When people complain that david Miller's been a do-nothing mayor, I feel almost certain what they mean is that he's a do-nothing-ridiculous mayor.
They're annoyed that he has yet to provide any scandals to salivate over, and perhaps secretly pine for the return of Mel Lastman, the fount of political pratfalls that carried the conversation for us.
Let's review. Toronto is now the only city in Canada with a formal agreement with the federal government on transit and housing funding. Under Miller, Toronto saw the birth of its first green energy plan and the outlines of a green roofs strategy. There are more buses on the roads. There's been an increase in citizen round tables.
And we're seeing some cautious but clear steps toward the decentralization of power.
"We have to promise what we can actually do," Miller says at November 6's Spacing magazine debate in response to questions directed to him and Jane Pitfield. What? That's crazy talk. This is an election. Promise me my own subway! Tell me you'll personally spay my cat! In fact, tell me you did it yesterday. Then promise 384 new police officers, whom you will pay with bits of string, to stop the threat of break-in cat spayings.
It says all manner of things about Toronto that so many of us are outraged by honesty and that the most inspiring thing that could happen to our municipal politics is someone being cautious. We'll have to deal with that down the road.
For now, there's the matter of a challenger accruing legitimacy not on the strength of her own platform, but on the basis of her opponent's being a little boring sometimes. (Apparently, that's a fault attibutable only to incumbents, but Pitfield isn't exactly a carnival herself, you know.)
Well, guess what? Politics is boring. Surprise. But lest we forget, Miller doesn't want to be Batman, he wants to be mayor.
Mayors don't run councils. The least of them are glorified mascots, the best skilled diplomats. Miller's proven himself more of the latter, and Pitfield et al. are trying to turn us against him for being little of the former. Some would like it if someone else could just come in and snap, crackle and pop make us a great city (see World Expo bid whinging).
Mayors certainly don't run cities or elect themselves. Believe it or not, we do both. So if they're boring, who's to blame? It is we who set the tone of election debates by what we demand, and what we've shown interest in during the intervening years.
Which is why we always end up cramming at the last minute. For three years, the city is kept running by reports, consultations, assessments and a whole lot of schedules, most of which we're perfectly happy to know nothing about, to our detriment. But elections roll around, and three years of meetings and reports are supposed to suddenly culminate in a Greek tragedy . Those particularly skilled in pandering can usually drum one up. Pitfield has only just barely been able to muster a comical farce more Joe Orton than Jocasta.
Could Miller be less cautious at times? A thousand hells, yes. But he hasn't exactly seen a sign that we've got his back that we, the ponderous populous, will ante up.
To a question on using Section 37 (the part of the Planning Act that allows the city to extract money from developers in exchange for granting them extra density) to make affordable housing mandatory, Miller replies that he'd rather see it as a part of the new Official Plan and encourages us to speak up in our neighbourhoods and discourage residents associations from fighting that measure at the Ontario Municipal Board.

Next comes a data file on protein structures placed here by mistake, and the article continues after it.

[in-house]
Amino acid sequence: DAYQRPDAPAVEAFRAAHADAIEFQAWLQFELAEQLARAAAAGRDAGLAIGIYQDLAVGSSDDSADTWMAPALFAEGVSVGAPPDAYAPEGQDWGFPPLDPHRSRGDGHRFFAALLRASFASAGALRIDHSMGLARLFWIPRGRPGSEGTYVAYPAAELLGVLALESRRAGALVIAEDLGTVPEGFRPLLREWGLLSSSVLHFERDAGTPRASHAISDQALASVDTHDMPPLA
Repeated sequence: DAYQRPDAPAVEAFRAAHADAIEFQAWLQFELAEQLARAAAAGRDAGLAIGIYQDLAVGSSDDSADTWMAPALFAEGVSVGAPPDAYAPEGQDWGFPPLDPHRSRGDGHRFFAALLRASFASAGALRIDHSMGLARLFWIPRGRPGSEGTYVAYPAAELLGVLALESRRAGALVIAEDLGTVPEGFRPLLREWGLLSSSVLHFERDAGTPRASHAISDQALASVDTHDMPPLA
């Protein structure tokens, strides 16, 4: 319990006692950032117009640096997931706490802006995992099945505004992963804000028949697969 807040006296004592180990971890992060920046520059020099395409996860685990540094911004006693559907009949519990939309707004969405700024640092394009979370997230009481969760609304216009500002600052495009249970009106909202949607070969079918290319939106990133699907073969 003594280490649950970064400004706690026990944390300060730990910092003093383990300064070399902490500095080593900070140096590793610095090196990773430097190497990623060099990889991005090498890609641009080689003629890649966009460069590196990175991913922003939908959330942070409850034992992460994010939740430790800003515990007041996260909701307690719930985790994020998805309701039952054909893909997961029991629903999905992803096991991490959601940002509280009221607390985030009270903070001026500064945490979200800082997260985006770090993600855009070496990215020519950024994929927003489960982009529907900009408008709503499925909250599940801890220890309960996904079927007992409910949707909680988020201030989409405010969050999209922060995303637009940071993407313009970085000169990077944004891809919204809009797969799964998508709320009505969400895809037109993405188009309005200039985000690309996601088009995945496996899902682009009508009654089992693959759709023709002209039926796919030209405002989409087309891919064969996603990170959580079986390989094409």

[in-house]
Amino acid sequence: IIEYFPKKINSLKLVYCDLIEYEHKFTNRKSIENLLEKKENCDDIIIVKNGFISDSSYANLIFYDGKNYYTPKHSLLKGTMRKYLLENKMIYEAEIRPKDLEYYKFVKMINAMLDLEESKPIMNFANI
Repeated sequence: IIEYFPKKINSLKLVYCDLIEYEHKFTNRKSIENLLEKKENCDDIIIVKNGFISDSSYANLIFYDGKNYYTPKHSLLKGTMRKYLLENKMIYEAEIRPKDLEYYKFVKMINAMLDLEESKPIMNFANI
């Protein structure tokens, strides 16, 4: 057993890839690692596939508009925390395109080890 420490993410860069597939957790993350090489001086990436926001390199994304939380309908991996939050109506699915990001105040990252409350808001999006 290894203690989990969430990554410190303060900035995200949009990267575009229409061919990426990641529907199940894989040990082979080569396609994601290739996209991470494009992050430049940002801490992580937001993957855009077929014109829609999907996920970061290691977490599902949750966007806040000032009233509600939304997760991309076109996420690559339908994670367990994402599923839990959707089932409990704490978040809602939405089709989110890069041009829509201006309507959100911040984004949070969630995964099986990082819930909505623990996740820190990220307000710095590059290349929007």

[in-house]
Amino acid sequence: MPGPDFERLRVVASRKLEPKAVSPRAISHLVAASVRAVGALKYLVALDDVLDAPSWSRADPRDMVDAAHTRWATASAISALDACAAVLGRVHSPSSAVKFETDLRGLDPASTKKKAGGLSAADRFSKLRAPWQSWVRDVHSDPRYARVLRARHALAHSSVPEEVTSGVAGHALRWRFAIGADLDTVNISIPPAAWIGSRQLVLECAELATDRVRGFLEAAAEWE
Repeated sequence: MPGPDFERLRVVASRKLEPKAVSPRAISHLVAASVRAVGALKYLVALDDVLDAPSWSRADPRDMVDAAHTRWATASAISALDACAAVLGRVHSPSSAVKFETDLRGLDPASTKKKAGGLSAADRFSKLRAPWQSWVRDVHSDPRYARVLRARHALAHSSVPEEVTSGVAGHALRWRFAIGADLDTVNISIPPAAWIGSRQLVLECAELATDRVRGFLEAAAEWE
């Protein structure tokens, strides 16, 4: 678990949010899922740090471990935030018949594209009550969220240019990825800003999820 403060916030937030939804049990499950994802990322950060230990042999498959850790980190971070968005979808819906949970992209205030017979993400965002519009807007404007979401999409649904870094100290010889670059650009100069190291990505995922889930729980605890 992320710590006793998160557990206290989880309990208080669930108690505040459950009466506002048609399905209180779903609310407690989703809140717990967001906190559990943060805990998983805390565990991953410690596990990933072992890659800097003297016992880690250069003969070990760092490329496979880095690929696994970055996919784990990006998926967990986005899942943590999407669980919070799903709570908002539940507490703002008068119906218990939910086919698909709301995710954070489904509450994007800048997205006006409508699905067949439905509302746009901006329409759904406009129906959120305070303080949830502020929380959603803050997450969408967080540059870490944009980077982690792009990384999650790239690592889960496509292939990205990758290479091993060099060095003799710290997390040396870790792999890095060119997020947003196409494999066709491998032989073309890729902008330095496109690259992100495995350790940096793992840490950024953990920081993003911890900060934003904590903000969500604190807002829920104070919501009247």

Grilled on bike lanes, he says there needs to be a political alliance of citizens and councillors to defeat opponents to the Bike Plan.
Hear the chattering classes sputter: But! But! You're supposed to do it for us!
Remember, the mayor is only one vote. Unless he's empowered by a council he can work with and a citizenry that gives a damn, he actually can't do a thing. But greatness is possible if people are both permitted and willing to take ownership of the civic spaces ostensibly created for them. Witness the radical municipalism in Mexico and other Latin America countries or the borough councils in New York.
That first part, the permission, is being tentatively extended: witness the experiment in citizen round tables and the preliminary shuffling of governance restructuring. These things will be stillborn if we don't show interest, and then, yes, we will be left with the empty shell of fake consultation, and people like Pitfield will be able to feed on precisely the sort of apathy they sought to create.
These are small steps so far, to be sure, but in many ways, Toronto is still just a small town with a financial district. It has the potential to be one of the world's great cities, but needs a foundation. And you don't build that by dumping a pile of cement on the ground, then yelling at it. You plan, you build a bit, you plan some more. There's a reason people like to decorate their houses but hire other people to build them it's slow going.
If you don't want to vote for Miller, don't. Vote for yourself, and use Miller as a placeholder. Vote for keeping the political discourse within orbit and the doors open.
If nothing else, vote to keep Pitfield and, more importantly, those waiting in the wings to rebuild on her ashes out of the big chair. She'd be happy to make sure we all forget that we have just as much right to be in there as she does more, in fact. Then we'd really have no one to blame but ourselves. And we'd be stuck with ourselves for good.